Right To Appeal
There is no absolute right of appeal for all decisions rendered by a lower court or administrative agency. Federal and state constitutions and statutory provisions create appellate courts and prescribe the types of cases that are within their jurisdiction. An appeal may be granted as a matter of right, such as from a trial court to an intermediate appellate court or only at the discretion of a superior appellate court, for example, by a grant of certiorari by the Supreme Court. If the decision presented does not meet the statutory requirements for review, the appellate court is powerless to hear the appeal and review is denied.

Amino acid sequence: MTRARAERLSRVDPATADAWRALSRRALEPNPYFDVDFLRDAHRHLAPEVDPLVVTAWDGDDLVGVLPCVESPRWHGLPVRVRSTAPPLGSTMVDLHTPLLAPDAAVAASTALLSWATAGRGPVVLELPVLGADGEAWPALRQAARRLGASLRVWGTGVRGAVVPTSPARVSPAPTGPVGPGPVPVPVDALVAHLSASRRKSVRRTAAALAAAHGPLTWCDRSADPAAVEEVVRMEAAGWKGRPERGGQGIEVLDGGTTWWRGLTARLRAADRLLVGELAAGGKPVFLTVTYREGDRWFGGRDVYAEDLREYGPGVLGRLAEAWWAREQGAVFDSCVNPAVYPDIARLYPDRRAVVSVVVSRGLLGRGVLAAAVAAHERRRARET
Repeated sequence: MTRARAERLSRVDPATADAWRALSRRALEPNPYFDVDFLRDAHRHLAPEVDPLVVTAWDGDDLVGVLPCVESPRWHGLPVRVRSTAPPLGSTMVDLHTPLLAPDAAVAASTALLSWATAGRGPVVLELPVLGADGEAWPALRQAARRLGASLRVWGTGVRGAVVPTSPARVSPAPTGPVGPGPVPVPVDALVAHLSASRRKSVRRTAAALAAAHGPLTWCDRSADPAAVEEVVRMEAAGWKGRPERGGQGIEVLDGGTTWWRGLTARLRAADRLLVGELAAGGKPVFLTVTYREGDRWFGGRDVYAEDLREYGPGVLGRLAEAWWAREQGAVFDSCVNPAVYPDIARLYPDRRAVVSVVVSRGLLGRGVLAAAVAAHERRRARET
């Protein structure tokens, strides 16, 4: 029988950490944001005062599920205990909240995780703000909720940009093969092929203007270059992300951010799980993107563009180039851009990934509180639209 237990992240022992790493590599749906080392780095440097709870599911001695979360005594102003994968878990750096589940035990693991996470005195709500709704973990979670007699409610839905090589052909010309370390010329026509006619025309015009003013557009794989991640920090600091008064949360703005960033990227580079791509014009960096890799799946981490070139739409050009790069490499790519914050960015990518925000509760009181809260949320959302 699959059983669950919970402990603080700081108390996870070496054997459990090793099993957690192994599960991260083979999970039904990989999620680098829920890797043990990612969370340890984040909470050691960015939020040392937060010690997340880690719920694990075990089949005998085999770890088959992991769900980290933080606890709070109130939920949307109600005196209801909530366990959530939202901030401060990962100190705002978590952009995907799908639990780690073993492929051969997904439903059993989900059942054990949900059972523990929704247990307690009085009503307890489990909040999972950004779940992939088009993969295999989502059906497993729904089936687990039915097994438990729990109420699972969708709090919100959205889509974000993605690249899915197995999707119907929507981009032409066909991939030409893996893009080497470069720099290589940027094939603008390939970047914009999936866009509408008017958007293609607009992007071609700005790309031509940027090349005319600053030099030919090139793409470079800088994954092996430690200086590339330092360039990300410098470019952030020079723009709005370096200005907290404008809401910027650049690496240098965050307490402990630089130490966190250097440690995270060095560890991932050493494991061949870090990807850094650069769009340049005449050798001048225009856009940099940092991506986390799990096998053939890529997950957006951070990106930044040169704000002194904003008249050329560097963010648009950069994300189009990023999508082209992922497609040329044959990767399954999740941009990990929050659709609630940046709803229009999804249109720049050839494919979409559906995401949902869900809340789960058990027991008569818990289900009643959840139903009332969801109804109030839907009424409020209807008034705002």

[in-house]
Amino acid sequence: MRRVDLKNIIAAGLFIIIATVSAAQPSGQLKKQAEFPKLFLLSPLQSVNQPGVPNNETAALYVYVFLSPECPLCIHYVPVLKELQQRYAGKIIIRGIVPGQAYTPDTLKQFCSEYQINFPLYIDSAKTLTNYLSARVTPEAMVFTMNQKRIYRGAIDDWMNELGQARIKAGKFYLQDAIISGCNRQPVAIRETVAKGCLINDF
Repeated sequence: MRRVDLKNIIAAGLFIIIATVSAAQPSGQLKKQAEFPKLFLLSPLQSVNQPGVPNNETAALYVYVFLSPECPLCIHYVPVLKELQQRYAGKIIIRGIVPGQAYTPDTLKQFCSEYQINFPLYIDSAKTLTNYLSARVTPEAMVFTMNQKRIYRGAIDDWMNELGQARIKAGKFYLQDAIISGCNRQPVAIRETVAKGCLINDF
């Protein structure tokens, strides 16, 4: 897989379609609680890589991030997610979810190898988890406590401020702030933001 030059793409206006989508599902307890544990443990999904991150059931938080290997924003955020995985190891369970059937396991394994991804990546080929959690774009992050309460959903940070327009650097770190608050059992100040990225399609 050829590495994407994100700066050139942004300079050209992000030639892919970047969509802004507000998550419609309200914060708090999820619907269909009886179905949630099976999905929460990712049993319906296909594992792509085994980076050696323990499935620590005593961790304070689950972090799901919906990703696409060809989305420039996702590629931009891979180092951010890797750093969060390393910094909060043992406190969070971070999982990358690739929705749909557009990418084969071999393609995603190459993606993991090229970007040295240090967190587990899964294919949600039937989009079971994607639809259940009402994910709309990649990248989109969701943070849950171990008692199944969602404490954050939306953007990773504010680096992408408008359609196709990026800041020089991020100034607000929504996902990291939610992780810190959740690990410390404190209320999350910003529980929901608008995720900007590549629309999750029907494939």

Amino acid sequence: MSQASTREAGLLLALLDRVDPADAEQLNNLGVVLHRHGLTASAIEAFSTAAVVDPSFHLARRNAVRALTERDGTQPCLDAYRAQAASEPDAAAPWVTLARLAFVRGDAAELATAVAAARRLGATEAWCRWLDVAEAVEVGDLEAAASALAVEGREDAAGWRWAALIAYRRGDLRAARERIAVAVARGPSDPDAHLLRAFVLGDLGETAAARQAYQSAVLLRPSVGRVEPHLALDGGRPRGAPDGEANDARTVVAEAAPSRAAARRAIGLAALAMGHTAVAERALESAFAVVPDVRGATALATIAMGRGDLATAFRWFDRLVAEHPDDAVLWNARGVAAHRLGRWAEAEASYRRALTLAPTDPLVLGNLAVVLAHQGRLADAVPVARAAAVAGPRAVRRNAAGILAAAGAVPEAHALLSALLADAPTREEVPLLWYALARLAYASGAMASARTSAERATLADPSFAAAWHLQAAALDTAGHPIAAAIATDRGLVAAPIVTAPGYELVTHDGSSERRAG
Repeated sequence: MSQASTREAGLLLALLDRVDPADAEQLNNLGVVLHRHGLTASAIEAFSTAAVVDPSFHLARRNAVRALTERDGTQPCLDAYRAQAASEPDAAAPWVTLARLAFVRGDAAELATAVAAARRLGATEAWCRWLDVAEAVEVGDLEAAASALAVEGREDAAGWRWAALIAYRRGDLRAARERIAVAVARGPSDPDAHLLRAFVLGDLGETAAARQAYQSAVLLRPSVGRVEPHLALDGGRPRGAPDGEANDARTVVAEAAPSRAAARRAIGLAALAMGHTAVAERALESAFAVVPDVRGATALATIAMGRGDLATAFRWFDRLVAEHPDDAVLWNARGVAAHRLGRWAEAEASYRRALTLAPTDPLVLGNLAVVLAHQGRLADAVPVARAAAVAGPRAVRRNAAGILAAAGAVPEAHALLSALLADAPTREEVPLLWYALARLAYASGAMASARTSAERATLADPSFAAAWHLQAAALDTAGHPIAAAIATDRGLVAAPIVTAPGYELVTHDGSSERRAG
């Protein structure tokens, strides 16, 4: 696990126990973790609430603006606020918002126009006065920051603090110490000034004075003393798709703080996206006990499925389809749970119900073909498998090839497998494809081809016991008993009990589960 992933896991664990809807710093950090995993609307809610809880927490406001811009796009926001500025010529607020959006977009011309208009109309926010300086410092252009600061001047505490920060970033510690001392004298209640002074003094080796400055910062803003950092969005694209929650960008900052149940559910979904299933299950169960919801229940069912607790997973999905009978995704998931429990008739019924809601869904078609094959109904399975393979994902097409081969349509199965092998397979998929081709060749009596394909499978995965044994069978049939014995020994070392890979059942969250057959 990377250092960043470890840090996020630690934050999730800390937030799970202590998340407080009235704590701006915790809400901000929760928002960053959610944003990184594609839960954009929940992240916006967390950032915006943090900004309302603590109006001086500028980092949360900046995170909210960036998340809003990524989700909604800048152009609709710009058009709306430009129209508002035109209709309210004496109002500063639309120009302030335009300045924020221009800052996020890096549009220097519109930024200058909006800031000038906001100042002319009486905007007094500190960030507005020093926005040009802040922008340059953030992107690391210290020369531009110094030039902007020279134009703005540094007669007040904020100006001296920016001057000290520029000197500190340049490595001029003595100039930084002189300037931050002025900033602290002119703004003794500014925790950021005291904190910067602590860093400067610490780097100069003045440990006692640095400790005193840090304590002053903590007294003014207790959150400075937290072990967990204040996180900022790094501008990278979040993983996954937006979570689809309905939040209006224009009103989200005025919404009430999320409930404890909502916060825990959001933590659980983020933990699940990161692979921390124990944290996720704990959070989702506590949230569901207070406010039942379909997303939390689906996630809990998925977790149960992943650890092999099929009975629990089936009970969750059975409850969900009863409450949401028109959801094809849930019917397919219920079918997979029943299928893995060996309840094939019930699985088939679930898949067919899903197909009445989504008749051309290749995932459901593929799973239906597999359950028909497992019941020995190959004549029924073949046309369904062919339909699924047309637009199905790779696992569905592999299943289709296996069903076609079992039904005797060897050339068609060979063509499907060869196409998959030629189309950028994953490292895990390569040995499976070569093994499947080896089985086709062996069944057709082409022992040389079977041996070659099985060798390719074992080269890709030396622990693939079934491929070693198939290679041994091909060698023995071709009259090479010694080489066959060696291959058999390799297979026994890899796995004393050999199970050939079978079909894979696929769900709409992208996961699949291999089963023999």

The right to appeal a decision is limited to those parties to the proceeding who are aggrieved by the decision because it has a direct and adverse effect upon their persons or property. In addition, an actual case or controversy must exist at the time of review. Issues that have become moot while the appeal is pending and cases that have been settled during that time are not reviewable.
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